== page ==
Fire wood, $30.00
Shoes, $12.00
Meat and salt, $14.00
Clothing, $50.00
Housekeeping, $30.00
Sugar & Molasses, $10.00
Medicine, $5.00
Schooling, $12.00
Flour & meal, $30.00
Moving expenses in coming to this place, $125.00
House rent, $100.00

Sub-Total: $418.00
Books, $30.00
Postage, $10.00

Total: $458.00

To balance this amount, I have received of the A.H. S. $150.00 from the church and Society $180.75 [for a total of ] $330.75, leaving me minus $87.00

The thirty dollars for books was much of it for classical books for my children which cannot occur soon again.

When I wrote to you last, I mentioned that probably an application would be made for aid for my support in this place another year, but the Church have neglected the subject so long that it appears that I may provide for myself and look for another location. But if the question is asked why I leave the place, I must say that I do not know. We had Episcopal preaching here a number of times in which we were fed with “our apostolic church,” “our venerable church,” “our beloved church,” “our primitive church,” till many people began to think that they were the people and the church would die with them. I then felt it my duty to show where the true church is and that the apostolic succession was a mere creature of prelatic policy and had no existence in the bible or history. The Episcopalians became offended and made some noise about it and the church, instead of upholding my hands and standing forth in the defense of the truth, acknowledged the blame should rest on me and as a consequence they are not to be permitted to have only such a minister as the Episcopalians say they may have.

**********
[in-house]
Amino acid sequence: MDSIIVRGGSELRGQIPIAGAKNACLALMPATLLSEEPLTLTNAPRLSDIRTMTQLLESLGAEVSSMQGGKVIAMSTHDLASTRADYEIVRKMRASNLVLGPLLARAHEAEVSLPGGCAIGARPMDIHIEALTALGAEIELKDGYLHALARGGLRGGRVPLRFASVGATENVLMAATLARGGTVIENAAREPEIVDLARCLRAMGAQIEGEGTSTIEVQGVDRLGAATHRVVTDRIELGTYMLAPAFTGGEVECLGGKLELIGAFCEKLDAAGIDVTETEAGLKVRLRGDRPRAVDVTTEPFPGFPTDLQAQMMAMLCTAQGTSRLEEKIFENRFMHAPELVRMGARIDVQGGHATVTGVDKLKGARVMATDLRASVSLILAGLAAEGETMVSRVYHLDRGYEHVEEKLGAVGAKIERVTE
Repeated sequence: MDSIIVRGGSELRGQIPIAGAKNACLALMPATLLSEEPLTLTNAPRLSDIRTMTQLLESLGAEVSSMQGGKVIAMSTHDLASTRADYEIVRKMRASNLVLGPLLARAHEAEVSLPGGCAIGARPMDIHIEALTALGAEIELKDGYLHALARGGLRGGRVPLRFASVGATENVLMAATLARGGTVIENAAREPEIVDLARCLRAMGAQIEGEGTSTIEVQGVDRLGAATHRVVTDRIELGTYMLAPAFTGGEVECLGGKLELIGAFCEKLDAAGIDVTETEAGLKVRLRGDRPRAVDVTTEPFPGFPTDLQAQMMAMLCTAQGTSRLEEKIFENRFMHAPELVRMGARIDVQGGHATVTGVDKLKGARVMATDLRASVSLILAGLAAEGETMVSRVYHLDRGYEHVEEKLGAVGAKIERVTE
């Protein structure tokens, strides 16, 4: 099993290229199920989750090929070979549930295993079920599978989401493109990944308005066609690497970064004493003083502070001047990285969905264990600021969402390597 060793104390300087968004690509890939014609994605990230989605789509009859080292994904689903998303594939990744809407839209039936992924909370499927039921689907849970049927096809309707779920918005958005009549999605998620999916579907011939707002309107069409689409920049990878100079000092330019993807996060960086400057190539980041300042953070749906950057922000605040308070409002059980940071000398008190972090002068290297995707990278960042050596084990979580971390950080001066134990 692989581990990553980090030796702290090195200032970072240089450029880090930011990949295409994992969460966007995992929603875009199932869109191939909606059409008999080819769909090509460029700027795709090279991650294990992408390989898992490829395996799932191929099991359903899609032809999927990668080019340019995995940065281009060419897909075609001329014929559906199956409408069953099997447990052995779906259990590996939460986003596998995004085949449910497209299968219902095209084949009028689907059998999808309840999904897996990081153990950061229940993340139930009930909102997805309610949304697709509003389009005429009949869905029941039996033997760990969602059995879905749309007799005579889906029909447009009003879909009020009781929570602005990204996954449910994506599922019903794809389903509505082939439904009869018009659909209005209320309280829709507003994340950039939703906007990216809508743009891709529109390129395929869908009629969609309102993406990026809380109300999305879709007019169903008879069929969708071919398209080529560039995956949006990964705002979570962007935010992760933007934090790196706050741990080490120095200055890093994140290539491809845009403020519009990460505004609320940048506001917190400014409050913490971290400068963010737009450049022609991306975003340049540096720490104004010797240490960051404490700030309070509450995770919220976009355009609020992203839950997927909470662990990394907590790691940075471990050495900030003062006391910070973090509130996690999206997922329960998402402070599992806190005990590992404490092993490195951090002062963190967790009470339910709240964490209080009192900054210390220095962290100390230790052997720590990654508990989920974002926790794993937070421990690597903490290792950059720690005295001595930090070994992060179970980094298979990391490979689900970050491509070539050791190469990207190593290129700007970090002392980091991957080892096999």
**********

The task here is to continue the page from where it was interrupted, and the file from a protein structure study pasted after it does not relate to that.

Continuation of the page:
Roman idolatry is trying hard to establish itself here and I have also thought that I ought to lift a warning voice against it and again unpopular and impudent are words heard on every hand. Idolatrous priests may send us all to perdition and it is well enough, but if we open our mouths in vindication, Oh it is horrible presumption! You undertake to speak of Christ and the true Church till we have done and before we have you fast bound! Was there ever such impudence and persecution! And the Church must again yield again. Here is another denomination continually placing the doctrines which we believe in ludicrous and blasphemous caricature and then saying, “Thank God, I don’t believe so I don’t believe that thank God.” And this procedure constitutes more than half of what they call preaching and the moment we undertake to show what we do believe, the same cry of persecution is raised as before and thus it comes to this. No Presbyterian is to be permitted to preach here unless he will submissively take all the opprobrium that Romanist Episcopalians and others choose to heap upon him and unless they will grant permission to the Presbyterian Church to have him. I know that the truth should be handled judiciously and I have endeavored to use all the prudence upon these subjects which the nature of the case will allow, but I have never been so happy to exhibit hated truths without giving offense.